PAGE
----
Management of CH depends on age at which it presents. [2] Traditionally, the surgical method includes orthognathic surgery for correction of asymmetry when further growth is not anticipated [4] because in our case the patient age is 24 years, we predict that further growth does not occur. According to Wolford et al. [3] simultaneous orthognathic surgery along with condylectomy is preferred as it supports the procedure we performed. If an occlusal cant exceeds 4° orthognathic surgery is indicated by Young et al., [8] as in our case occlusal cant was 6°, Lefort I osteotomy was performed where leveling of occlusal plane was done as stated by Fergusson. [9]

  Conclusion Top

Facial asymmetry is determined by careful and systematic examination of each facial area. Strategy of our treatment plan by combined orthodontic and maxillofacial protocol is to correct the dental asymmetry by pre and postsurgical orthodontics, skleletal asymmetry by gap arthroplasty to arrest the further growth at temporomandibular joint, lefort I osteotomy for leveling of occlusal and lip cant, and bilateral sagittal split osteotomy for the correction of prognathic mandible and deviation. All these surgical procedures [Figure 12] and [Figure 13], along with pre- and post-surgical orthodontics provided the patient with good functional and esthetic outcome. For a good prognosis, accurate diagnosis with well-planned orthodontic and surgical procedures is necessary.
Figure 12: Post operative orthopantomography

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Figure 13: Post operative lateral cephalogram

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  References Top

1.Thapliyal GK, Bandopadhyay TK, Kaushik. Non syndromal facial asymmetry. Medical Journal Armed Forces India 2005:61:297-9.  Back to cited text no. 1
2.Sandor GK, Habil, Taylor P, McGuire, Ylikontila LP. Management of facial asymmetry. Oral Maxillofac Surg Clin North Am 2007:19:395-422.  Back to cited text no. 2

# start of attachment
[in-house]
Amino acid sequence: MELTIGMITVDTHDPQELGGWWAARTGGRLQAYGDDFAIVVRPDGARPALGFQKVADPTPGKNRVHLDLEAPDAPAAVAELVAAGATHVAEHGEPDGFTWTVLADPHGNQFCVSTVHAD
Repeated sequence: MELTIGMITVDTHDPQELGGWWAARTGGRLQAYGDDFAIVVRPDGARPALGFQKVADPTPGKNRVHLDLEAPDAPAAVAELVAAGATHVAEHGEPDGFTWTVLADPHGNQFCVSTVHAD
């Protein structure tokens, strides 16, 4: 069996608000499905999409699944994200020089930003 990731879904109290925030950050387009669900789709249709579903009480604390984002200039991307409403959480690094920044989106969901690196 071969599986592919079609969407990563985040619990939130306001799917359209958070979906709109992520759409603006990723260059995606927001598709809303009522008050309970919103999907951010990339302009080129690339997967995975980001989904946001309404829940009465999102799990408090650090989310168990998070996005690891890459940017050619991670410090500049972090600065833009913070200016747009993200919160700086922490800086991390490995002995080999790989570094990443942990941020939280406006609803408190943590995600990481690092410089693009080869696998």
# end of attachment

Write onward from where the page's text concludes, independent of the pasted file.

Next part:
3.Villanueva-Alcojol L, Monje F, González-García R. Hyperplasia of the mandibular condyle: Clinical, histopathologic, and treatment considerations in a series of 36 patients. J Oral Maxillofac Surg 2011;69:447-55.  Back to cited text no. 3
4.Wolford LM, Mehra P, Reiche-Fischel O, Morales-Ryan CA, García-Morales P. Efficacy of high condylectomy for management of condylar hyperplasia. Am J Orthod Dentofacial Orthop 2002;121:136-50.136-151  Back to cited text no. 4
5.Kim YH, Jeon J, Rhee JT, Hong J. Change of lip cant after bimaxillary orthognathic surgery. J Oral Maxillofac Surg 2010;68:1106-11.  Back to cited text no. 5
6.Lippold C, Kruse-Losler B, Danesh G, Joos U, Meyer U. Treatment of hemimandibular hyperplasia: The biological basis of condylectomy. Br J Oral Maxillofac Surg 2007;45:353-60.  Back to cited text no. 6
7.Mehrotra D, Dhasmana S, Kamboj M, Gambhir G. Condylar hyperplasia and facial asymmetry: Report of five cases. J Maxillofac Oral Surg 2011;10:50-6.  Back to cited text no. 7
8.Ferguson JW. Definitive surgical correction of the deformity resulting from hemimandibular hyperplasia. J Craniomaxillofac Surg 2005;33:150-7.  Back to cited text no. 8
9.Nitzan DW, Katsnelson A, Bermanis I, Brin I, Casap N. The clinical characteristics of condylar hyperplasia: Experience with 61 patients. J Oral Maxillofac Surg 2008;66:312-8.  Back to cited text no. 9


  [Figure 1], [Figure 2], [Figure 3], [Figure 4], [Figure 5], [Figure 6], [Figure 7], [Figure 8], [Figure 9], [Figure 10], [Figure 11], [Figure 12], [Figure 13]